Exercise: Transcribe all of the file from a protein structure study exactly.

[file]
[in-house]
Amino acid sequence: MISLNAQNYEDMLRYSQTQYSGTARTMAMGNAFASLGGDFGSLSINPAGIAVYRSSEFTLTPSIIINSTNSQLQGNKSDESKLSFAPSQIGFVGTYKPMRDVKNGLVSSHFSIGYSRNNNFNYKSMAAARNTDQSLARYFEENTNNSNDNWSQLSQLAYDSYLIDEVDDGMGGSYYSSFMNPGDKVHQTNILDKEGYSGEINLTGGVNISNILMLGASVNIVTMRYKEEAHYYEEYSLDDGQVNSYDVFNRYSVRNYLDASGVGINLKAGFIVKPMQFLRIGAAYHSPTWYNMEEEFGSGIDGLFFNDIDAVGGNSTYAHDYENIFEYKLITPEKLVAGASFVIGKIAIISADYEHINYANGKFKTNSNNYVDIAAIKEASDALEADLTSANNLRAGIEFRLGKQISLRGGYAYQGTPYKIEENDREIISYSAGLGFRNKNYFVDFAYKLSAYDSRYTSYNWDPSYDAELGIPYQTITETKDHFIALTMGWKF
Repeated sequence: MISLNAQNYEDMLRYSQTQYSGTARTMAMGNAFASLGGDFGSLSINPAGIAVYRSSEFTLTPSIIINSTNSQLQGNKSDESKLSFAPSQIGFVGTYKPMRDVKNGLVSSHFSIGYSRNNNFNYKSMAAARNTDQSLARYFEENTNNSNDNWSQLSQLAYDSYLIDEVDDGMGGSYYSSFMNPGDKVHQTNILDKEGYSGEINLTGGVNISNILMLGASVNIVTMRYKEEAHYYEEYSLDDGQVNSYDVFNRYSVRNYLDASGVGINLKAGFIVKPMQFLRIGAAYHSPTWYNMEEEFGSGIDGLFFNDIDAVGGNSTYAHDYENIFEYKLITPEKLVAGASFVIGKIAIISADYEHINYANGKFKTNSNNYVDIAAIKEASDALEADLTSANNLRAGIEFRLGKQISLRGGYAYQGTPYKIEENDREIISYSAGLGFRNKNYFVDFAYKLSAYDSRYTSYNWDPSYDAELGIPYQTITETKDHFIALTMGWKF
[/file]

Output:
[in-house]
Amino acid sequence: MISLNAQNYEDMLRYSQTQYSGTARTMAMGNAFASLGGDFGSLSINPAGIAVYRSSEFTLTPSIIINSTNSQLQGNKSDESKLSFAPSQIGFVGTYKPMRDVKNGLVSSHFSIGYSRNNNFNYKSMAAARNTDQSLARYFEENTNNSNDNWSQLSQLAYDSYLIDEVDDGMGGSYYSSFMNPGDKVHQTNILDKEGYSGEINLTGGVNISNILMLGASVNIVTMRYKEEAHYYEEYSLDDGQVNSYDVFNRYSVRNYLDASGVGINLKAGFIVKPMQFLRIGAAYHSPTWYNMEEEFGSGIDGLFFNDIDAVGGNSTYAHDYENIFEYKLITPEKLVAGASFVIGKIAIISADYEHINYANGKFKTNSNNYVDIAAIKEASDALEADLTSANNLRAGIEFRLGKQISLRGGYAYQGTPYKIEENDREIISYSAGLGFRNKNYFVDFAYKLSAYDSRYTSYNWDPSYDAELGIPYQTITETKDHFIALTMGWKF
Repeated sequence: MISLNAQNYEDMLRYSQTQYSGTARTMAMGNAFASLGGDFGSLSINPAGIAVYRSSEFTLTPSIIINSTNSQLQGNKSDESKLSFAPSQIGFVGTYKPMRDVKNGLVSSHFSIGYSRNNNFNYKSMAAARNTDQSLARYFEENTNNSNDNWSQLSQLAYDSYLIDEVDDGMGGSYYSSFMNPGDKVHQTNILDKEGYSGEINLTGGVNISNILMLGASVNIVTMRYKEEAHYYEEYSLDDGQVNSYDVFNRYSVRNYLDASGVGINLKAGFIVKPMQFLRIGAAYHSPTWYNMEEEFGSGIDGLFFNDIDAVGGNSTYAHDYENIFEYKLITPEKLVAGASFVIGKIAIISADYEHINYANGKFKTNSNNYVDIAAIKEASDALEADLTSANNLRAGIEFRLGKQISLRGGYAYQGTPYKIEENDREIISYSAGLGFRNKNYFVDFAYKLSAYDSRYTSYNWDPSYDAELGIPYQTITETKDHFIALTMGWKF